This week I, resident HeadBlogger, am continuing my chat with Steven Murray, because we had so much to talk about it couldn’t possibly all fit in just the single Head Blog. To recap, just in case you missed it, Steven plays the character of Derek in Headtorch’s The Guessing Game, and often speaks publicly about his battle with mental ill-health.
Steven has just told me his story, about how after a period of ill-health he was brought back into work without proper support, and how this didn’t help him feel any better, it only made him feel worse. We talk about what support he felt was available to him, and how the situation might be different now. Human Resources (HR), incorporates the department you can go to for support – that’s a big positive change that Steven has noticed in the workplace. Yet for a moment I hesitate, and confess to Steven that in my own period of mental ill-health at work I never told anyone in HR about it, and nor did I feel able to.
Since talking to Steven I’ve been trying to figure out why. What was that resistance, that pull in my stomach? It’s the same feeling I get when I go somewhere new for the first time, or speak to someone I don’t know, only amplified a tonne.
A fear of something unknown.
I come to realise that I don’t know what an HR department do, who they are accountable to, and what they can offer me as an employee. This means I’m scared of speaking to them, because I don’t know what would happen. Casting my mind back, HR were pretty visible, and their door was always open – it wasn’t like I didn’t know they existed. I just sort of, avoided them.
HR of course have a responsibility to make their presence known, but this week I wanted to write about the power of doing your own research, about how understanding what compliance means for your employer, and what compliance means for you, can help you feel more reassured and supported in the workplace today. I wanted to write about how arming yourself with the knowledge of rules and regulations can give you the confidence to turn to HR if the problem ever arises.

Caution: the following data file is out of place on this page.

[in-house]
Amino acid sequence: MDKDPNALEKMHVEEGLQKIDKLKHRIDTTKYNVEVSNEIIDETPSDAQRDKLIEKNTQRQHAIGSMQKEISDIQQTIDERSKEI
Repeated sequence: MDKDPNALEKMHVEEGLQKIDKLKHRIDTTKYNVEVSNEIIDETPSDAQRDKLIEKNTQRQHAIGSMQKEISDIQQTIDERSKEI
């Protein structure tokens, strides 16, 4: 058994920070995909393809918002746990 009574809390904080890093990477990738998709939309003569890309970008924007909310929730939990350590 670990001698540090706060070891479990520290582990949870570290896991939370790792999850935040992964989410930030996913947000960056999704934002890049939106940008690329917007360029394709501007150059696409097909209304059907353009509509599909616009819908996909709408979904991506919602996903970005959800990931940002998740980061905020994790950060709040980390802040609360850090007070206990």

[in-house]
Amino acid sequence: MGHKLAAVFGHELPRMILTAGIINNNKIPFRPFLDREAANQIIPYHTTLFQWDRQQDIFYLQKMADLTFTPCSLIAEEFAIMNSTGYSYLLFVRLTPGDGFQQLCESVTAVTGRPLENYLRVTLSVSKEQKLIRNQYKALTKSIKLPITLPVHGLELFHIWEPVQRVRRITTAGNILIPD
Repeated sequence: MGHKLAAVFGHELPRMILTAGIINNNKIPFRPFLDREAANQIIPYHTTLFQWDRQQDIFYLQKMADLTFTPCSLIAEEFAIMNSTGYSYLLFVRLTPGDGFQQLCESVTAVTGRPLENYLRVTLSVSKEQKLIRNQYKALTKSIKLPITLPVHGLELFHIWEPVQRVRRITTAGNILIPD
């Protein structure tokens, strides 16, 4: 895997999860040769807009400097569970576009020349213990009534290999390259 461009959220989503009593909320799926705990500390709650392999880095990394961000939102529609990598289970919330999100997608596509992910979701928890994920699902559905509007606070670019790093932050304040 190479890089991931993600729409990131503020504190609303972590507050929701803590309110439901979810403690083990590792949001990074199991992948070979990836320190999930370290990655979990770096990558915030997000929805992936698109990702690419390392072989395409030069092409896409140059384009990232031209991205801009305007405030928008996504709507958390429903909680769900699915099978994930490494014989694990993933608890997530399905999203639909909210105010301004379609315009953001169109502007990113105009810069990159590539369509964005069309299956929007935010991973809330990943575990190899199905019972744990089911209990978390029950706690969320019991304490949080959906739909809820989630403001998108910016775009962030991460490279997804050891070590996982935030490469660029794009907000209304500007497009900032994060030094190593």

For me, this meant understanding the Equality Act of 2010. Now it is a pretty dry read, and a lot of it doesn’t seem to be in English, but there are lots of summaries online, and better yet there are programmes like Headtorch WORKS which help bring it to life. Even just knowing that there are rules and guidelines in place to protect employees in the workplace can be incredibly reassuring, and perhaps it is even more useful as a means to empathise with your employer. It will help you understand what position they are coming from, it can act as a common ground, sort of a level playing field from which you can work together.
A wise puppet once said…
I’m pretty sure that dark side is where divisions like ‘us’ and ‘them’ first emerge, where suspicions and prejudices spread, where my own resistance to speaking to HR stemmed from. But picking up something and giving it a read, making yourself more aware, more informed; that will always get everyone on the same page, and that can’t be a bad thing, that’s only going to help.
Speaking of being on the same page, why don’t you get those hands in the air and take a wee picture? World Mental Health Day is on October 10th, and we’re asking as many people as they can to celebrate their mental health. Click here to find out more.
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